In an event organized by Swissnex San Francisco, Thomas Römer, Sarah Shectman, Konrad Schmid, and Steven McKenzie discussed views on homosexuality and sexuality in the Bible and ancient Near Eastern texts. Sexuality and the Bible: What the Texts Really Say was held on November 17, 2011 at Swissnexx San Francisco, and the video is available on Daily Motion.
What does the Bible tell us of the roles of men and women in ancient society and about the importance of gender? From a literary standpoint, do the texts necessarily condemn or condone certain behaviors and lifestyles? In conjunction with the Annual Conference of the American Academy of Religion and the Society of Biblical Literature, swissnex San Francisco invites top scholars to discuss the role of sexuality in the Bible and answer some of these questions.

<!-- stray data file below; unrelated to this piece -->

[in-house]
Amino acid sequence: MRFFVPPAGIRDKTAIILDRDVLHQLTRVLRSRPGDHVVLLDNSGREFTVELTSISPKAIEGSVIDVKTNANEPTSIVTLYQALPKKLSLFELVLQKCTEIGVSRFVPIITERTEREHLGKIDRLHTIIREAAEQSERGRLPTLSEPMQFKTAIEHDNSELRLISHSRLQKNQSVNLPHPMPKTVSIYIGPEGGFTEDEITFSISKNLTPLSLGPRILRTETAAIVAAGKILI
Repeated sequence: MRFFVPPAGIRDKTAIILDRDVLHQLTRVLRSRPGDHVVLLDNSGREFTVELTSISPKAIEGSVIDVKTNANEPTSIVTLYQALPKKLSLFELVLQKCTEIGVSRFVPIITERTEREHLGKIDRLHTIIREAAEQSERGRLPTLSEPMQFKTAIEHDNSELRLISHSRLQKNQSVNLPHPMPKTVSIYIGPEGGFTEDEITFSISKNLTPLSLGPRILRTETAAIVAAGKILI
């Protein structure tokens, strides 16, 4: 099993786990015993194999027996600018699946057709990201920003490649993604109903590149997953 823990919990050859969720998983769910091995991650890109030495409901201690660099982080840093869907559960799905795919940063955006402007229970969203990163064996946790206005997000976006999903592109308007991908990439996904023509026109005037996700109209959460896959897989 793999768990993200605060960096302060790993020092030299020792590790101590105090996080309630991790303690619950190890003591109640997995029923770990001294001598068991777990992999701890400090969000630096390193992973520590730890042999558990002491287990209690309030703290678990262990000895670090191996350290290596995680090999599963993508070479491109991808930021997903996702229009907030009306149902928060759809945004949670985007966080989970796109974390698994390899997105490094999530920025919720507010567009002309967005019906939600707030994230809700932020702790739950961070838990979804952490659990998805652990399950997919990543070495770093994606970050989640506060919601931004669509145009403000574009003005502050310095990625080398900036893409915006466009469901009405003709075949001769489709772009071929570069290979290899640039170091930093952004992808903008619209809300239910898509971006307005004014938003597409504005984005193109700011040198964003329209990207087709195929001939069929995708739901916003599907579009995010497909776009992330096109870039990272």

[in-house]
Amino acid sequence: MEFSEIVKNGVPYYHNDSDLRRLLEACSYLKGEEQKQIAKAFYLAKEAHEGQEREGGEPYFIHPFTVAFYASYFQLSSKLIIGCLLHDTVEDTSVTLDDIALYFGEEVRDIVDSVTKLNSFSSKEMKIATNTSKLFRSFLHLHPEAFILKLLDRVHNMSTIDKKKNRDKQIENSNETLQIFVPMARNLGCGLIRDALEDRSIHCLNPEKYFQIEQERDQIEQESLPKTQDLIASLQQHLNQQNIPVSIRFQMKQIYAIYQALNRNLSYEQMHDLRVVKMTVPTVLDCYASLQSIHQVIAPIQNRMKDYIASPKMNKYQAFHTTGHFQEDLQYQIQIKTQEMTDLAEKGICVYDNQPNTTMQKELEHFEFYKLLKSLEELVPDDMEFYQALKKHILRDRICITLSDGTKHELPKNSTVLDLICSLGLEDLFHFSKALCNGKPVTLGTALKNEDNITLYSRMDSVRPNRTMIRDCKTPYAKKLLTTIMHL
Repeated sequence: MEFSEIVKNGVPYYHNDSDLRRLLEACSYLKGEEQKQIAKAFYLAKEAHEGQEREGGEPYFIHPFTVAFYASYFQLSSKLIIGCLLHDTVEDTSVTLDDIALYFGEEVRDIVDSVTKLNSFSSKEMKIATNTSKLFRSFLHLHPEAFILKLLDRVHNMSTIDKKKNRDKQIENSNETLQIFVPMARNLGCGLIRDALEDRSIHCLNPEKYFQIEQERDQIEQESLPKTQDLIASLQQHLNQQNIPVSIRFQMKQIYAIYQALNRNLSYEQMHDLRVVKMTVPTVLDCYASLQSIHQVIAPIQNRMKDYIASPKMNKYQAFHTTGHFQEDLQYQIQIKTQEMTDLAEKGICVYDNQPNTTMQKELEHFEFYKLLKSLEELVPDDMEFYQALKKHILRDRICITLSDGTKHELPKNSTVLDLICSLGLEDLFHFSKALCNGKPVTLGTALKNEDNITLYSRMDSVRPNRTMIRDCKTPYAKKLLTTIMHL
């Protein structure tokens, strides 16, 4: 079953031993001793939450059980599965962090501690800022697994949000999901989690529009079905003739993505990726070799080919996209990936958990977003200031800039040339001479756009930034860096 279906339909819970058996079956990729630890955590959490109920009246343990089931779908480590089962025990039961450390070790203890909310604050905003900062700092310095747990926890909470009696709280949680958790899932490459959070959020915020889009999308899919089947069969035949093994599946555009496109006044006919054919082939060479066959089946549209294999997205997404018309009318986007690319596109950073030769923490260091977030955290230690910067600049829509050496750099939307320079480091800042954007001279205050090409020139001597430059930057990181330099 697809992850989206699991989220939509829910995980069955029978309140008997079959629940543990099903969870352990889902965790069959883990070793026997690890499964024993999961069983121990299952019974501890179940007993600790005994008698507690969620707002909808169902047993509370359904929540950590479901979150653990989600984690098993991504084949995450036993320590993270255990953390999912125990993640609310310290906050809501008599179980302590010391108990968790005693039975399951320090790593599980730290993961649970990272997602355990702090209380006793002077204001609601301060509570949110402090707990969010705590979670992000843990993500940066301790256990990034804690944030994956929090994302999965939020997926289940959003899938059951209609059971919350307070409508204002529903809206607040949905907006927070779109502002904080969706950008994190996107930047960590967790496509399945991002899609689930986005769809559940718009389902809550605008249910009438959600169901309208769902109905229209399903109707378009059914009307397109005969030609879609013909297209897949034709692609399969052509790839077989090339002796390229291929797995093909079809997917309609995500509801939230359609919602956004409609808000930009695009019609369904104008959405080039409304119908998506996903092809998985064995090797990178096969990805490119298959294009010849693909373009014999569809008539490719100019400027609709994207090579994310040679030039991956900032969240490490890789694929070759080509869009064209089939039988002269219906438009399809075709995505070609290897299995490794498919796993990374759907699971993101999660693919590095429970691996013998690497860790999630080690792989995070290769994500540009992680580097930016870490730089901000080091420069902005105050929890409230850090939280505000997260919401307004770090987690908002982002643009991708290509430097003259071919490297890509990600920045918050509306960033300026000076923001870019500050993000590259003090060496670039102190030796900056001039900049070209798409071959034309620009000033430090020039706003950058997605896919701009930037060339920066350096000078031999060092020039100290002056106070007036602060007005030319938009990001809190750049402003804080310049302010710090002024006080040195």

The evening features Thomas Römer, Professor of Hebrew Bible at the Faculty of Theology and History of Religions at the University of Lausanne. His book L’homosexualité dans le Proche Orient ancien et la Bible (Homosexuality in the Ancient Orient), focuses on the Bible as a historical source for analyzing how ancient societies viewed relations between men.
Konrad Schmid, Professor of Old Testament and Early Judaism at the University of Zurich and author of Genesis and the Moses Story: Israel’s Dual Origins in the Hebrew Bible (Winona Lake: Eisenbrauns, 2010), presents the Paradise Story in Genesis 2-3 and its view of sexuality and immortality. And Sarah Shectman, author of Women in the Pentateuch: A Feminist and Source-Critical Analysis (Sheffield: Sheffield Phoenix Press, 2009), looks at the varied attitudes toward women’s sexuality in different parts of the Bible, such as the laws in the Pentateuch that treat women’s sexuality as a possession, belonging either to a father or husband, versus the freer view in the Song of Songs where the protagonist appears more in control of her own body. Steven McKenzie moderates the discussion.